Mike said, “Esther, it is a fait accompli. We can do nothing to stop it. All we can do is monitor and keep our eyes on it.” I took the message back to the anti-landfillers, and you know what happened? They shot the messenger. “I can’t accept that,” one person told me. Well, in the end, we all had to accept it.

Our Tanner is famous

Yes, our little dear’s picture is featured on page 15 of the Knowledge Network Guide for May and June.  Rudy Buttignol, CEO of Knowlege, invited members to send in pics of their pets, and I did so and was duly informed that it had been accepted for the Guide. Tanner in a non characteristic pose (of tranquillity).

He’s an ADD dog. Don’t know where he got that from, do you?

Great grandchildren

My daughter Nadine, who lives on Maui with husband Jon, just sent me the latest album of my latest great grandchild, a son, born to my grandaughter, Nalani. A beautiful baby! His big sister, Lauren Marie,  aged 3, holds her baby brother in her arms. I now have four great grandchildren, and too many grandchildren to count. I was never good at numbers.

The Plant swap in Ashcroft

Took place on Sunday, the 21st, and I’ve got a wonderful array of plants to fill in the spaces arranged by Albert Drinkwater in the frontage at #46 Mesa Vista Court. People are so kind. Took pity on this crippled old lady who hobbled her way down to the parking lot at Heritage Park and carried the trays back to my car for me.

Can hardly wait for a day kind enough to let me put these hardy perennials into the nice soil.

The Ashcroft Annual Art Show

It was a grand turnout for the Opening last Friday and I went early this year and found just the right painting in watercolor by Sharon Rennie, titled, Waiting. A small, two figure study that has all the mood of the title. And the price was right.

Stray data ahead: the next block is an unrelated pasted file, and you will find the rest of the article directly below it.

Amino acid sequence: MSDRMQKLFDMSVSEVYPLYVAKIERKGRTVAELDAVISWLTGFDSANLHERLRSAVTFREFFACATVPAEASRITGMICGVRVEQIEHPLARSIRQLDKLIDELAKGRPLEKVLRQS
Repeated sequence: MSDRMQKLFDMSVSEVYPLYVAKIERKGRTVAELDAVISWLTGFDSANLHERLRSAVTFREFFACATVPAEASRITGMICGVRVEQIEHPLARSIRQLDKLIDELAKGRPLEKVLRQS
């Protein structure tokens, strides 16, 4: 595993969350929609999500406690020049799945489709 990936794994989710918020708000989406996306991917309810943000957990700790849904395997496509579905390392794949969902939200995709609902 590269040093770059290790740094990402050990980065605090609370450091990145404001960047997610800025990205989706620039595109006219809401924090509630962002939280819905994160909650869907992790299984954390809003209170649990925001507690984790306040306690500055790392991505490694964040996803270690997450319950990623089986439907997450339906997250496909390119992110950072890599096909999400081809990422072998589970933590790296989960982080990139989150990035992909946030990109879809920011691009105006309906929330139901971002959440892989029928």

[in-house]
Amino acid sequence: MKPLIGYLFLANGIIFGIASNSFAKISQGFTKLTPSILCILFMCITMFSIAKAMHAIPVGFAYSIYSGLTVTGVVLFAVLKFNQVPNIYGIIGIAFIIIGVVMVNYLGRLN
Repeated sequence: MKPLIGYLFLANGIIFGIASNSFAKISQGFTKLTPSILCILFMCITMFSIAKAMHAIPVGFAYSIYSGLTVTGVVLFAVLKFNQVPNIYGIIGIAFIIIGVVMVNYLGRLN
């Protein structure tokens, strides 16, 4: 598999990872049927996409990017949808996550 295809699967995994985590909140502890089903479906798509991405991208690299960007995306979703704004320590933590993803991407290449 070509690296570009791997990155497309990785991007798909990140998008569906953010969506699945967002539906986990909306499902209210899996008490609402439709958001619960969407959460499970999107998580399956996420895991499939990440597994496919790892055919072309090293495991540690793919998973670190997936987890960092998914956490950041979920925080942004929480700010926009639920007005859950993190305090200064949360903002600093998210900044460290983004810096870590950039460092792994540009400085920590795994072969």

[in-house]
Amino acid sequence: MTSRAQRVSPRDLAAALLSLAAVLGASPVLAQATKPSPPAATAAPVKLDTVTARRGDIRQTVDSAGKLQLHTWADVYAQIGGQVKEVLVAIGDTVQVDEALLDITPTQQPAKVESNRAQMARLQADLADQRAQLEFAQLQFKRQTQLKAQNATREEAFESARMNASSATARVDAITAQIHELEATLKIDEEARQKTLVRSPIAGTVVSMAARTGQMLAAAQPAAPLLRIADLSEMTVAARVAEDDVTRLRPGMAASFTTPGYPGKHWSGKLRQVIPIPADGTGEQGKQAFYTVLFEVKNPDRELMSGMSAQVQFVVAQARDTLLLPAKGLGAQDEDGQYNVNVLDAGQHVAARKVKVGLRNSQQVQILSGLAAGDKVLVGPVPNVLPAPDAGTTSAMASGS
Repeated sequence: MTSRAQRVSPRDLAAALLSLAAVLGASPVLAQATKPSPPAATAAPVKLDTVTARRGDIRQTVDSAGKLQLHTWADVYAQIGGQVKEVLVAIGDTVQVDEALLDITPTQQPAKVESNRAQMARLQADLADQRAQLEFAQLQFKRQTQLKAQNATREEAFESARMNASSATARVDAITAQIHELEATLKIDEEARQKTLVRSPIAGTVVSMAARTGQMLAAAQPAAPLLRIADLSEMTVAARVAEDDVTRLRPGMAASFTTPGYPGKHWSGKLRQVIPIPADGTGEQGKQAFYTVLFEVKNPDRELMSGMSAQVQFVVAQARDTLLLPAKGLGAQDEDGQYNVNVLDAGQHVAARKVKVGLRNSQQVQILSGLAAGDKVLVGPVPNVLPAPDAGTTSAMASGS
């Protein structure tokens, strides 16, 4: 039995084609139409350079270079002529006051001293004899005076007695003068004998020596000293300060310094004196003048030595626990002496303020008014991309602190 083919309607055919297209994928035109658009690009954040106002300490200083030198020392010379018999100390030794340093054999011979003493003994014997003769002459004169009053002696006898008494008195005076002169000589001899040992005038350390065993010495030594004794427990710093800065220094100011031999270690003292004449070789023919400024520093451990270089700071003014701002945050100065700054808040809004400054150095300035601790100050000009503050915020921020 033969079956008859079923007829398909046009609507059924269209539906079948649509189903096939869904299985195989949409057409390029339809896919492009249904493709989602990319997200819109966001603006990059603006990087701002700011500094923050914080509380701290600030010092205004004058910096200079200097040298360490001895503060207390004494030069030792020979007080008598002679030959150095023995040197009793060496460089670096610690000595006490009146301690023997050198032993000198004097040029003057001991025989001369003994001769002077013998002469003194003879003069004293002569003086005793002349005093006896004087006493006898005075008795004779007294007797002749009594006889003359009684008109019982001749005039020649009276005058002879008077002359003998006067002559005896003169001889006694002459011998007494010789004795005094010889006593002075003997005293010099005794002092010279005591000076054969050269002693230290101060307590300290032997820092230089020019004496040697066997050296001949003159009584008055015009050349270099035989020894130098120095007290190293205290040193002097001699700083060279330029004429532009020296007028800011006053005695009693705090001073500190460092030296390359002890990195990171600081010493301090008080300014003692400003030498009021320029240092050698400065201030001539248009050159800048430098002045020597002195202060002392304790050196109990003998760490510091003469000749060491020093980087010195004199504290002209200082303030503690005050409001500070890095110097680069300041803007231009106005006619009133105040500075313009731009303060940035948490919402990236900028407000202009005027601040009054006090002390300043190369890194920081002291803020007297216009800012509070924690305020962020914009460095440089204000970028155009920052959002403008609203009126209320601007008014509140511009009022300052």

Three of our politicos were there: John Kidder, handsome and looking suitably Green, and Jackie Tegart, and Harry Lali. And they mingled with the crowd.

And the table of finger food was very tempting. But wisely, I ate before I arrived.

I was impressed by two portraits by a former long ago pupil of one of my Art classes in Williams Lake, Margot Landells. So simple in form, and the color, solid, and just right in tone and depth. Every years, the quality of the work exhibited gets better and better.

Winnipeg Rye bread

What, truly, is a loaf of Winnipeg rye bread? I mean, we have several rye loafs purporting to be “Winnipeg style” rye. But are they?

I think I can say (without bias, of course) that the best and only true loaf of Winnipeg rye was baked by Gunn’s Bakery on Selkirk Avenue in North Winnipeg. It has a tender golden crust that is not soft, and a sour rather spongy centre. It is not sweet.

Once upon a time in Safety Mart, there were two male bakers and we became friends. Over wine one evening, I told them that I did not think that B.C. made a good rye loaf. Intrigued, they asked what a Winnipeg rye was like in texture and taste and I told them.

Some time later, these two fellows left Ashcroft and I was told they were employed by McGavin’s Bakery. And, not long after that, McGavin’s was producing “Winnipeg style rye”. It has become a popular loaf. I buy it all the time. It is not a bad replica.

But I can tell you, it doesn’t hold a candle to the real thing.

About Survival

Two good books in Ashcroft Library about survival. Fantastic women who did fantastic things.

A Brit named Josephine Baker (no relation to the black musician), who became Winston Churchill’s spy in France, and gave he and his military priceless information about the conditions of the military and the social fabric of the towns, etc., inside inside France. The other rather extraordinary woman came from Nova Scotia.

A Canadian from Wolfville, a socialite, married a Dutch man millionaire. They sheltered airmen who had been bombed out of the sky. Eventually, both were jailed. Mona Parsons had a military father, and a stage career in New York, before her marriage. Mona was awarded with several medals in appreciation for her work in the war. She lived, despite four years in a Nazi jail, to old age and died in Wolfville. Baker also lived a long life, mostly in France.

Esther Darlington MacDonald